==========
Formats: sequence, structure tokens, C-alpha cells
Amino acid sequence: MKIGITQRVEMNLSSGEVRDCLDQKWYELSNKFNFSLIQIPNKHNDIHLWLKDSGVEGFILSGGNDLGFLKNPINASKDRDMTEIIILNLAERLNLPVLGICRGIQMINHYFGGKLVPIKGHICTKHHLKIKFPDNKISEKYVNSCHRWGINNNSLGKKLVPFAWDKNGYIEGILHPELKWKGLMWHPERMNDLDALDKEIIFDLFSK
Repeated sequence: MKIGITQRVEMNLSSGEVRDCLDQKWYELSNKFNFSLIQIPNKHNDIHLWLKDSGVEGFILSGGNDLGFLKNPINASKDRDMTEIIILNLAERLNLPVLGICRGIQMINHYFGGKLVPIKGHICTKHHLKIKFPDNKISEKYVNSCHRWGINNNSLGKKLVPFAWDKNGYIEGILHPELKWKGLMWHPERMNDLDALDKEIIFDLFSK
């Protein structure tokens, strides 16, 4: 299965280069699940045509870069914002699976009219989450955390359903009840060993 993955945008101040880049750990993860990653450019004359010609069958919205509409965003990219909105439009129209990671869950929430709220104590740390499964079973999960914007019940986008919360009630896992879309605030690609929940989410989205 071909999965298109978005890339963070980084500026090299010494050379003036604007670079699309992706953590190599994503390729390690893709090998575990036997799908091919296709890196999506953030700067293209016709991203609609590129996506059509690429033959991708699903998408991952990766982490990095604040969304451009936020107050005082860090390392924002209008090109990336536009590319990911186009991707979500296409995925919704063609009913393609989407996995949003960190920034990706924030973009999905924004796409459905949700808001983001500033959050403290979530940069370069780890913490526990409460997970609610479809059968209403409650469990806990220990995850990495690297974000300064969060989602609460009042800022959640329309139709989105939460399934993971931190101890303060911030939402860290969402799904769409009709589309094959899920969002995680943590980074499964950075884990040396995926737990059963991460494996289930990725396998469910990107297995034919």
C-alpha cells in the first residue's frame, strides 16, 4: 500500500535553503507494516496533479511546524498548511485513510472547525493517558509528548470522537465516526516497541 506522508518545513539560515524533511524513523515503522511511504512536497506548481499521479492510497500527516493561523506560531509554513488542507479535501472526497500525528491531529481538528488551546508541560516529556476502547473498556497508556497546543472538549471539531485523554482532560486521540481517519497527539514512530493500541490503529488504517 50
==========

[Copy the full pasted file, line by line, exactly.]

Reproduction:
Formats: sequence, structure tokens, C-alpha cells
Amino acid sequence: MKIGITQRVEMNLSSGEVRDCLDQKWYELSNKFNFSLIQIPNKHNDIHLWLKDSGVEGFILSGGNDLGFLKNPINASKDRDMTEIIILNLAERLNLPVLGICRGIQMINHYFGGKLVPIKGHICTKHHLKIKFPDNKISEKYVNSCHRWGINNNSLGKKLVPFAWDKNGYIEGILHPELKWKGLMWHPERMNDLDALDKEIIFDLFSK
Repeated sequence: MKIGITQRVEMNLSSGEVRDCLDQKWYELSNKFNFSLIQIPNKHNDIHLWLKDSGVEGFILSGGNDLGFLKNPINASKDRDMTEIIILNLAERLNLPVLGICRGIQMINHYFGGKLVPIKGHICTKHHLKIKFPDNKISEKYVNSCHRWGINNNSLGKKLVPFAWDKNGYIEGILHPELKWKGLMWHPERMNDLDALDKEIIFDLFSK
């Protein structure tokens, strides 16, 4: 299965280069699940045509870069914002699976009219989450955390359903009840060993 993955945008101040880049750990993860990653450019004359010609069958919205509409965003990219909105439009129209990671869950929430709220104590740390499964079973999960914007019940986008919360009630896992879309605030690609929940989410989205 071909999965298109978005890339963070980084500026090299010494050379003036604007670079699309992706953590190599994503390729390690893709090998575990036997799908091919296709890196999506953030700067293209016709991203609609590129996506059509690429033959991708699903998408991952990766982490990095604040969304451009936020107050005082860090390392924002209008090109990336536009590319990911186009991707979500296409995925919704063609009913393609989407996995949003960190920034990706924030973009999905924004796409459905949700808001983001500033959050403290979530940069370069780890913490526990409460997970609610479809059968209403409650469990806990220990995850990495690297974000300064969060989602609460009042800022959640329309139709989105939460399934993971931190101890303060911030939402860290969402799904769409009709589309094959899920969002995680943590980074499964950075884990040396995926737990059963991460494996289930990725396998469910990107297995034919």
C-alpha cells in the first residue's frame, strides 16, 4: 500500500535553503507494516496533479511546524498548511485513510472547525493517558509528548470522537465516526516497541 506522508518545513539560515524533511524513523515503522511511504512536497506548481499521479492510497500527516493561523506560531509554513488542507479535501472526497500525528491531529481538528488551546508541560516529556476502547473498556497508556497546543472538549471539531485523554482532560486521540481517519497527539514512530493500541490503529488504517 50